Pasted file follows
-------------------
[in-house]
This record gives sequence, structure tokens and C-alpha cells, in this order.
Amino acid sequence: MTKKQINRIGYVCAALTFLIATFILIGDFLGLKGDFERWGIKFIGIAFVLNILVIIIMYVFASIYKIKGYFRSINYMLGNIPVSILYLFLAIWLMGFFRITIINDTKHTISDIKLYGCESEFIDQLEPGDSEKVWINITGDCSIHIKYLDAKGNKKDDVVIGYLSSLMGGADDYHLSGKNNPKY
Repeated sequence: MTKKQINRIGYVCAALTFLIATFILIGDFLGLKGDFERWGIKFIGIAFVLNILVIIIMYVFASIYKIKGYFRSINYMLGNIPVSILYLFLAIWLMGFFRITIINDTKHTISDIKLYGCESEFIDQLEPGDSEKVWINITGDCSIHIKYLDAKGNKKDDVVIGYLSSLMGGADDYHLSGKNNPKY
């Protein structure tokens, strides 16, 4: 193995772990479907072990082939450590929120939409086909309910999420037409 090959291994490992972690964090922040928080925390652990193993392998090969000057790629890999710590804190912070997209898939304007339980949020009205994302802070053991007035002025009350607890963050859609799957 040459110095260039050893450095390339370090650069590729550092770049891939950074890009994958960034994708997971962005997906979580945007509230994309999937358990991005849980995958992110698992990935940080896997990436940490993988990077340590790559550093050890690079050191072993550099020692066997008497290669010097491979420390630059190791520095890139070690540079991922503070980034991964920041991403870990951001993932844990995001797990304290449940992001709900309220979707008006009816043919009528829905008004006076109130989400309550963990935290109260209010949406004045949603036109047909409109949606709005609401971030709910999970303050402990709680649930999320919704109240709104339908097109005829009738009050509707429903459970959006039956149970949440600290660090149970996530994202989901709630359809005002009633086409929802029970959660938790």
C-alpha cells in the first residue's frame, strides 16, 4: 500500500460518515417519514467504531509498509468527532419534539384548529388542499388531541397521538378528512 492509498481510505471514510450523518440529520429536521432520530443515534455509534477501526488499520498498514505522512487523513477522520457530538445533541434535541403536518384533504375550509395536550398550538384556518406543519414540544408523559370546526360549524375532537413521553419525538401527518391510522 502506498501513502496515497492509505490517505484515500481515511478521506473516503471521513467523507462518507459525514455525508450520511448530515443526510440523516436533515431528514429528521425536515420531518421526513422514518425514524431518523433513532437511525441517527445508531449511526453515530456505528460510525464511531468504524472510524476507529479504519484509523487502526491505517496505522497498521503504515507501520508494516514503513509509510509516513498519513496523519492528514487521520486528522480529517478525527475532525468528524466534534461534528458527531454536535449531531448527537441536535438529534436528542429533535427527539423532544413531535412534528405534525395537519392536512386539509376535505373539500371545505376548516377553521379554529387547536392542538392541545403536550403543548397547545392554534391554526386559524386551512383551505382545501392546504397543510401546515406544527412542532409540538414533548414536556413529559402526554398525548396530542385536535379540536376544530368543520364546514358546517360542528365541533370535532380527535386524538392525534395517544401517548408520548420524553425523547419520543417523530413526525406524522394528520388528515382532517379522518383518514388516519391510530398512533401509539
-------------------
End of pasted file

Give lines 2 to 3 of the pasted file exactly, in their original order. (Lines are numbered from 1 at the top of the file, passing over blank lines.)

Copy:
This record gives sequence, structure tokens and C-alpha cells, in this order.
Amino acid sequence: MTKKQINRIGYVCAALTFLIATFILIGDFLGLKGDFERWGIKFIGIAFVLNILVIIIMYVFASIYKIKGYFRSINYMLGNIPVSILYLFLAIWLMGFFRITIINDTKHTISDIKLYGCESEFIDQLEPGDSEKVWINITGDCSIHIKYLDAKGNKKDDVVIGYLSSLMGGADDYHLSGKNNPKY